Australia has begun a new drive against massive crime and corruption at the nation's major ports, identified by law agencies as a key target for organised crime syndicates.
Intelligence agencies also fear that the ports could become hubs for alliances between crime and terror groups, threatening national security.
"Transnational threats could arise from a more intense interaction between organised criminal networks and terrorist, insurgent or extremist groups who often exploit similar sector vulnerabilities, including those found within the security and transport industries," the Australian Crime Commission said in an assessment of the risk.
Yesterday Home Affairs Minister Jason Clare confirmed rising Government concern at the level of organised crime on the waterfront, backed by the report of a task force codenamed Polaris set up to investigate the vulnerability of Sydney's port.
Since Polaris was formed in July 2010 with investigators and intelligence analysts from state and federal police, the Crime Commission and Customs it has made 16 arrests resulting from the seizure of more than 12 tonnes of drugs and precursor chemicals, 115 tonnes of loose-leaf tobacco and almost 93 million cigarettes.
A similar multi-agency taskforce named Yelverton is already operating out of Fremantle Customs House in Perth, and in July another, Trident, will start work in Melbourne. A further group is expected to start operating in Brisbane early next year.
Supporting their work will be tough new laws tightening access to the waterfront and imposing new controls on port authorities and companies, and on associated operations on the maritime supply chain that handles the vast bulk of international trade and significant volumes of domestic goods.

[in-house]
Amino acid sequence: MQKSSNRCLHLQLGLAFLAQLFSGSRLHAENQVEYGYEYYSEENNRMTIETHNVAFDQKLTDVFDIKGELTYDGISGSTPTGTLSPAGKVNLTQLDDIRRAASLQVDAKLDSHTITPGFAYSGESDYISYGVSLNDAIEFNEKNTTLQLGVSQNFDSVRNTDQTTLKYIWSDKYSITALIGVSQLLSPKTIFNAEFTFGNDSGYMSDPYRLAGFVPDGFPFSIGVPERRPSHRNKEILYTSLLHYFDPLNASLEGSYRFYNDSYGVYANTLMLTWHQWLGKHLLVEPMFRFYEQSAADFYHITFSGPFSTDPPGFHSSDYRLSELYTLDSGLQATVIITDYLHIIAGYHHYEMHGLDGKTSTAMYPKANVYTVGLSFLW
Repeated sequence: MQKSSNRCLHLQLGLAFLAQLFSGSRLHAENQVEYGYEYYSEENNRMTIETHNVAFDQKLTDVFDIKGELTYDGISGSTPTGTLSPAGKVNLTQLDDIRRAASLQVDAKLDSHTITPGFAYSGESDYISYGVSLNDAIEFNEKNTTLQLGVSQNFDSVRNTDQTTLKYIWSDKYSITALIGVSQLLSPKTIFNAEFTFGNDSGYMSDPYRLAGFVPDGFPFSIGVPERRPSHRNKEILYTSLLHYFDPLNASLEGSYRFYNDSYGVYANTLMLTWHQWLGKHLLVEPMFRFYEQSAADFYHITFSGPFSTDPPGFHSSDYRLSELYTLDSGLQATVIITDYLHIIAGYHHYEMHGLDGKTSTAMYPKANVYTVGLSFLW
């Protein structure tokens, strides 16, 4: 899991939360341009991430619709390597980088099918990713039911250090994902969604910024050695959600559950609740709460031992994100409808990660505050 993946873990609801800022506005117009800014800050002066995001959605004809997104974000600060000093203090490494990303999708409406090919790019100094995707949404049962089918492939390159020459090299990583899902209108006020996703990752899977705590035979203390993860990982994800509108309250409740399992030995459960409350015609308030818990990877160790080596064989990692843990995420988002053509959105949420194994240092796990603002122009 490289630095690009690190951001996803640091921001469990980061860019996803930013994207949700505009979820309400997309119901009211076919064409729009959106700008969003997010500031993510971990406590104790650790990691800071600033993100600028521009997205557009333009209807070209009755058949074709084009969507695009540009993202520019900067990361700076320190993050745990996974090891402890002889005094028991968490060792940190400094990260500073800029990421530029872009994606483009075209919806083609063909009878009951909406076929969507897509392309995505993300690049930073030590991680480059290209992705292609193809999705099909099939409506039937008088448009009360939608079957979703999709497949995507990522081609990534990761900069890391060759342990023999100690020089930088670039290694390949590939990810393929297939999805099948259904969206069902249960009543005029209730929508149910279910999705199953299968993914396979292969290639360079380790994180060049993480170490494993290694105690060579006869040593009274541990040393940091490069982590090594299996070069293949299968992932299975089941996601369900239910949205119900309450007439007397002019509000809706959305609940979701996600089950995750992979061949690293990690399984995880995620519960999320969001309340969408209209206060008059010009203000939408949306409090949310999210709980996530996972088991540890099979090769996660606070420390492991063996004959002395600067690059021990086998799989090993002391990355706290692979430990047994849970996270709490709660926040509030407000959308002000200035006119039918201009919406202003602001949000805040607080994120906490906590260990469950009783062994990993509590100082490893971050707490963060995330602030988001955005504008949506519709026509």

Stevedoring companies will have to pass on relevant information and intelligence in a bid to overcome a culture of silence, co-operation between law agencies will rise and new controls will be imposed on computerised cargo systems.
The Polaris report warned that organised crime targeted and exploited key positions in the supply chain extending out from the waterfront, including freight forwarders, customs brokers and underbond cargo handlers.
Passing on unauthorised information from the integrated cargo system will become a crime, and access to cargo information will be restricted.
Clare said organised crime, which cost Australia more than A$15 billion ($18.5 billion) a year, was targeting law enforcement, the private cargo industry and the waterfront.
"I have made it very clear I am serious about giving law enforcement the powers and tools they need to target organised crime," he said.
"This is a major crackdown on organised crime and a major overhaul of security of the waterfront and the entire supply chain."
Melbourne's Age newspaper reported yesterday that the secret Polaris report on which Clare's clampdown was based had unveiled corruption and "inappropriate" links to criminals among officials working in Government agencies associated with the waterfront.
The Age said the report had also found that the Maritime Union was hindering police and Government efforts to clean up the ports, and that crime groups had infiltrated key positions in the cargo industry, from terminal stevedores to freight forwarders and Customs brokers.
The vulnerability of Australian ports has also been confirmed by the federal Parliament's joint committee on law enforcement, and by the Crime Commission.
The commission said organised crime was using trusted insiders and groups to infiltrate the waterfront, providing information and directly helping in crimes.